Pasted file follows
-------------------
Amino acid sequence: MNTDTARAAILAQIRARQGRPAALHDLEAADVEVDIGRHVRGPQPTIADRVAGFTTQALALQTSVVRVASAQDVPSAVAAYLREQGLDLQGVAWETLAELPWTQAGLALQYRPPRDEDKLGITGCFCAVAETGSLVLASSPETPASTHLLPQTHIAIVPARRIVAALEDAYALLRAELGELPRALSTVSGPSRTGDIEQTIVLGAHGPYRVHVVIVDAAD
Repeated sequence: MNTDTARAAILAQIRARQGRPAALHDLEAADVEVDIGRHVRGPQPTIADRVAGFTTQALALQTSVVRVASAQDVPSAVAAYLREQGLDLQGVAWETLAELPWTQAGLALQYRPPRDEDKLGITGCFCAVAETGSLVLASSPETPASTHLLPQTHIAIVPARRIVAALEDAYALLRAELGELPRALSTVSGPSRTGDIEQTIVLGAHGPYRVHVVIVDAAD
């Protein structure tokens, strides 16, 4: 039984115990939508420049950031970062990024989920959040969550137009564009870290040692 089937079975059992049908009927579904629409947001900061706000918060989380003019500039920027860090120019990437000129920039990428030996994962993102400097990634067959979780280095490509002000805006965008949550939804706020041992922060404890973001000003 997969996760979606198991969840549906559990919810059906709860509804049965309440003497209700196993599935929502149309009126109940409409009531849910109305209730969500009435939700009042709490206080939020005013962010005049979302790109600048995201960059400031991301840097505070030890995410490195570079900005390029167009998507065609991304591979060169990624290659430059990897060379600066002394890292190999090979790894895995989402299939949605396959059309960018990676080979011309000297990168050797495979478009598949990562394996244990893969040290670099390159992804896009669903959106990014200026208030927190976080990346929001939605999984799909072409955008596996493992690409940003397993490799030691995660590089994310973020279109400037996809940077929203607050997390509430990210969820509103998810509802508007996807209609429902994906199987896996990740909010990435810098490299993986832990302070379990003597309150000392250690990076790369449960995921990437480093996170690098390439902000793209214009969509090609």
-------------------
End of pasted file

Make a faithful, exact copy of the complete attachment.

Amino acid sequence: MNTDTARAAILAQIRARQGRPAALHDLEAADVEVDIGRHVRGPQPTIADRVAGFTTQALALQTSVVRVASAQDVPSAVAAYLREQGLDLQGVAWETLAELPWTQAGLALQYRPPRDEDKLGITGCFCAVAETGSLVLASSPETPASTHLLPQTHIAIVPARRIVAALEDAYALLRAELGELPRALSTVSGPSRTGDIEQTIVLGAHGPYRVHVVIVDAAD
Repeated sequence: MNTDTARAAILAQIRARQGRPAALHDLEAADVEVDIGRHVRGPQPTIADRVAGFTTQALALQTSVVRVASAQDVPSAVAAYLREQGLDLQGVAWETLAELPWTQAGLALQYRPPRDEDKLGITGCFCAVAETGSLVLASSPETPASTHLLPQTHIAIVPARRIVAALEDAYALLRAELGELPRALSTVSGPSRTGDIEQTIVLGAHGPYRVHVVIVDAAD
């Protein structure tokens, strides 16, 4: 039984115990939508420049950031970062990024989920959040969550137009564009870290040692 089937079975059992049908009927579904629409947001900061706000918060989380003019500039920027860090120019990437000129920039990428030996994962993102400097990634067959979780280095490509002000805006965008949550939804706020041992922060404890973001000003 997969996760979606198991969840549906559990919810059906709860509804049965309440003497209700196993599935929502149309009126109940409409009531849910109305209730969500009435939700009042709490206080939020005013962010005049979302790109600048995201960059400031991301840097505070030890995410490195570079900005390029167009998507065609991304591979060169990624290659430059990897060379600066002394890292190999090979790894895995989402299939949605396959059309960018990676080979011309000297990168050797495979478009598949990562394996244990893969040290670099390159992804896009669903959106990014200026208030927190976080990346929001939605999984799909072409955008596996493992690409940003397993490799030691995660590089994310973020279109400037996809940077929203607050997390509430990210969820509103998810509802508007996807209609429902994906199987896996990740909010990435810098490299993986832990302070379990003597309150000392250690990076790369449960995921990437480093996170690098390439902000793209214009969509090609």